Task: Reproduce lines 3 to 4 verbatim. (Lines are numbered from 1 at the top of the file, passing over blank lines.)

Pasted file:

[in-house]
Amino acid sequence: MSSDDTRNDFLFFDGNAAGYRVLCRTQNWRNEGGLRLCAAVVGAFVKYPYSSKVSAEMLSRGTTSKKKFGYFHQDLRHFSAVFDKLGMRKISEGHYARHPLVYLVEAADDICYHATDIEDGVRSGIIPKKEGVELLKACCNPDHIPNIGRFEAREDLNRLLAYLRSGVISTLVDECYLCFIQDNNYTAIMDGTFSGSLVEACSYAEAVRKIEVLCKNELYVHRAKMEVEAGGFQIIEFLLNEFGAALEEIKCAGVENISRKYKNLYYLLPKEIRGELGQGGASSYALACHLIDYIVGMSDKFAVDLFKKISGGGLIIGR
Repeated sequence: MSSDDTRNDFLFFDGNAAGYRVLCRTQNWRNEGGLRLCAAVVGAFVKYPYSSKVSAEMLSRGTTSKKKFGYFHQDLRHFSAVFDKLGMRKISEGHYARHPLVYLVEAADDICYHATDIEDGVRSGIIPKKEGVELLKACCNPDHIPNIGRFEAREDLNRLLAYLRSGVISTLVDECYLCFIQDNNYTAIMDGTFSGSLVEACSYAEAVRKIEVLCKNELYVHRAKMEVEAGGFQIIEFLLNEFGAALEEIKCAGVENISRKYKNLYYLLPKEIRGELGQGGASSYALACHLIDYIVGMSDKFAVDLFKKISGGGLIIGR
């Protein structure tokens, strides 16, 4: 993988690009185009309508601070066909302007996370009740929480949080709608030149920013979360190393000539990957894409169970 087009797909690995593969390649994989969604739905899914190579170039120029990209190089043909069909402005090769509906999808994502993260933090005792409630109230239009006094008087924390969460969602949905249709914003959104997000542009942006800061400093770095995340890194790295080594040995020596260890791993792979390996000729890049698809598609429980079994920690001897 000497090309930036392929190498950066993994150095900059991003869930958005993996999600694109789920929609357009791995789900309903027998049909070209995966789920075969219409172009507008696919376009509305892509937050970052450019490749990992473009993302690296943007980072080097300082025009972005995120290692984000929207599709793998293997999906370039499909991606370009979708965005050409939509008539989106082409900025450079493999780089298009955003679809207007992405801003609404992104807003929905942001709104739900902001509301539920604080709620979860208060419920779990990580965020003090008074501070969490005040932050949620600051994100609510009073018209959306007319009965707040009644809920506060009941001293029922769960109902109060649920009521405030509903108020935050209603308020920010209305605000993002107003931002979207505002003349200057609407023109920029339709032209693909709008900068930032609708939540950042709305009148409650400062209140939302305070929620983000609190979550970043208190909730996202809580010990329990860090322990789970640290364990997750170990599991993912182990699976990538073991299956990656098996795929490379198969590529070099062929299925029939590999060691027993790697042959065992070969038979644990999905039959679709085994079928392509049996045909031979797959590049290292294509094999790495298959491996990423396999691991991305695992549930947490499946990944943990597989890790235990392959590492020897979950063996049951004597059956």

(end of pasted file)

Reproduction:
Repeated sequence: MSSDDTRNDFLFFDGNAAGYRVLCRTQNWRNEGGLRLCAAVVGAFVKYPYSSKVSAEMLSRGTTSKKKFGYFHQDLRHFSAVFDKLGMRKISEGHYARHPLVYLVEAADDICYHATDIEDGVRSGIIPKKEGVELLKACCNPDHIPNIGRFEAREDLNRLLAYLRSGVISTLVDECYLCFIQDNNYTAIMDGTFSGSLVEACSYAEAVRKIEVLCKNELYVHRAKMEVEAGGFQIIEFLLNEFGAALEEIKCAGVENISRKYKNLYYLLPKEIRGELGQGGASSYALACHLIDYIVGMSDKFAVDLFKKISGGGLIIGR
């Protein structure tokens, strides 16, 4: 993988690009185009309508601070066909302007996370009740929480949080709608030149920013979360190393000539990957894409169970 087009797909690995593969390649994989969604739905899914190579170039120029990209190089043909069909402005090769509906999808994502993260933090005792409630109230239009006094008087924390969460969602949905249709914003959104997000542009942006800061400093770095995340890194790295080594040995020596260890791993792979390996000729890049698809598609429980079994920690001897 000497090309930036392929190498950066993994150095900059991003869930958005993996999600694109789920929609357009791995789900309903027998049909070209995966789920075969219409172009507008696919376009509305892509937050970052450019490749990992473009993302690296943007980072080097300082025009972005995120290692984000929207599709793998293997999906370039499909991606370009979708965005050409939509008539989106082409900025450079493999780089298009955003679809207007992405801003609404992104807003929905942001709104739900902001509301539920604080709620979860208060419920779990990580965020003090008074501070969490005040932050949620600051994100609510009073018209959306007319009965707040009644809920506060009941001293029922769960109902109060649920009521405030509903108020935050209603308020920010209305605000993002107003931002979207505002003349200057609407023109920029339709032209693909709008900068930032609708939540950042709305009148409650400062209140939302305070929620983000609190979550970043208190909730996202809580010990329990860090322990789970640290364990997750170990599991993912182990699976990538073991299956990656098996795929490379198969590529070099062929299925029939590999060691027993790697042959065992070969038979644990999905039959679709085994079928392509049996045909031979797959590049290292294509094999790495298959491996990423396999691991991305695992549930947490499946990944943990597989890790235990392959590492020897979950063996049951004597059956």